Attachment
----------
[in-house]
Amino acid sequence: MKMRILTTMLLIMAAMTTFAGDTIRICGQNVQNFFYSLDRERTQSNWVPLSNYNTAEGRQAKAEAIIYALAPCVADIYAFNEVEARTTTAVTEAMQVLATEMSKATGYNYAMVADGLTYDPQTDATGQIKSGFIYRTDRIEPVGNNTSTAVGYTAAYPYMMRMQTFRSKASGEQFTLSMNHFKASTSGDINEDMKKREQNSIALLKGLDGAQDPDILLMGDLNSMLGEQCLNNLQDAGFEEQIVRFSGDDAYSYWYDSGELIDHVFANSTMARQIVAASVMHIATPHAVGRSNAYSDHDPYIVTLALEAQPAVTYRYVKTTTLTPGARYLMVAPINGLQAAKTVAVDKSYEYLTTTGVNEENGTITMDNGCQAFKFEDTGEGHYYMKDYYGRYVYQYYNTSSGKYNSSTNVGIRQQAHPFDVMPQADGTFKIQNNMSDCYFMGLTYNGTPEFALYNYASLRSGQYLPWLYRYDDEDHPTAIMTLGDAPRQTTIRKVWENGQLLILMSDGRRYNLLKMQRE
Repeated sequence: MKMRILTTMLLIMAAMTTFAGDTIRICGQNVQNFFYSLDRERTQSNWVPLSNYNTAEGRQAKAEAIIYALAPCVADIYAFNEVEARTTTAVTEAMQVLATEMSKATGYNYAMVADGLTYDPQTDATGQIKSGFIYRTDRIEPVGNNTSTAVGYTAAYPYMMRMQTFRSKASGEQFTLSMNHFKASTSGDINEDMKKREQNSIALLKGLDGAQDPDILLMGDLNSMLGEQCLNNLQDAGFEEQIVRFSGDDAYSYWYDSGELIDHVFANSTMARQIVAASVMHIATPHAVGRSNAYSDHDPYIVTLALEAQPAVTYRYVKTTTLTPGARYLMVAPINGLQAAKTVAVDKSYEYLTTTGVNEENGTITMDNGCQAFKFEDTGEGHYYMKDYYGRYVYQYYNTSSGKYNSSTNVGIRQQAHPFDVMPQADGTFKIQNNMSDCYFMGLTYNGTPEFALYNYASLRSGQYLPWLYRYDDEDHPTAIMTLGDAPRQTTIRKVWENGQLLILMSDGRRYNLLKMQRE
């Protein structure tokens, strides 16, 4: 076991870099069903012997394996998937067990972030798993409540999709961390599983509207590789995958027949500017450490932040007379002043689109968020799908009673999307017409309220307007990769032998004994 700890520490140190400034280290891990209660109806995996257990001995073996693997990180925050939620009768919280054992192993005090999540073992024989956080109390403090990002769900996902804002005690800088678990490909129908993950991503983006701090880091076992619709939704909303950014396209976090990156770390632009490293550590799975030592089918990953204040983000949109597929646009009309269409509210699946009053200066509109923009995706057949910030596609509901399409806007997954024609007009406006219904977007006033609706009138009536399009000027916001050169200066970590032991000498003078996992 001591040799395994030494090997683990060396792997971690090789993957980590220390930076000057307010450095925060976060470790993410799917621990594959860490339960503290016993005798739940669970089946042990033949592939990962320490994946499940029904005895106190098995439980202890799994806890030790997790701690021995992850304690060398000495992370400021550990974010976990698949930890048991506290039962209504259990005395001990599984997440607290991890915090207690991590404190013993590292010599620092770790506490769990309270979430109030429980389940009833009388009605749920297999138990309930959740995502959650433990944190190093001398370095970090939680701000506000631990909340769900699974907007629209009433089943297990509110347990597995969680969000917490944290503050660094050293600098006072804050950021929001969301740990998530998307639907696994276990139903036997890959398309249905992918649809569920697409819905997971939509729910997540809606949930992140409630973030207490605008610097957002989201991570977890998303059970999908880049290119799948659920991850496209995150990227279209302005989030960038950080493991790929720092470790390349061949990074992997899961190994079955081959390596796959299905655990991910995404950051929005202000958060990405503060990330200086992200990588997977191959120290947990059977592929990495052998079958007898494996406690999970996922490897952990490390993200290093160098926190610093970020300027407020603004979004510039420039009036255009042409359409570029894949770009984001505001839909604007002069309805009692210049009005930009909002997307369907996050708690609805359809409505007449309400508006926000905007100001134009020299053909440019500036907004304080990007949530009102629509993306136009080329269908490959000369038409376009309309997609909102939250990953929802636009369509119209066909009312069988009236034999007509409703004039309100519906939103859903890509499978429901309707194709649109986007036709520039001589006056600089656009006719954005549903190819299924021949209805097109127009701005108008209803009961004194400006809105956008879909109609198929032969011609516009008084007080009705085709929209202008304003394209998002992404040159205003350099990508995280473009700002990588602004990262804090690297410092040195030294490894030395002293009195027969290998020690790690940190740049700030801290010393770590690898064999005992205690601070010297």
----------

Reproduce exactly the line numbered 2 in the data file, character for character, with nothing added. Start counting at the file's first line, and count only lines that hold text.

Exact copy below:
Amino acid sequence: MKMRILTTMLLIMAAMTTFAGDTIRICGQNVQNFFYSLDRERTQSNWVPLSNYNTAEGRQAKAEAIIYALAPCVADIYAFNEVEARTTTAVTEAMQVLATEMSKATGYNYAMVADGLTYDPQTDATGQIKSGFIYRTDRIEPVGNNTSTAVGYTAAYPYMMRMQTFRSKASGEQFTLSMNHFKASTSGDINEDMKKREQNSIALLKGLDGAQDPDILLMGDLNSMLGEQCLNNLQDAGFEEQIVRFSGDDAYSYWYDSGELIDHVFANSTMARQIVAASVMHIATPHAVGRSNAYSDHDPYIVTLALEAQPAVTYRYVKTTTLTPGARYLMVAPINGLQAAKTVAVDKSYEYLTTTGVNEENGTITMDNGCQAFKFEDTGEGHYYMKDYYGRYVYQYYNTSSGKYNSSTNVGIRQQAHPFDVMPQADGTFKIQNNMSDCYFMGLTYNGTPEFALYNYASLRSGQYLPWLYRYDDEDHPTAIMTLGDAPRQTTIRKVWENGQLLILMSDGRRYNLLKMQRE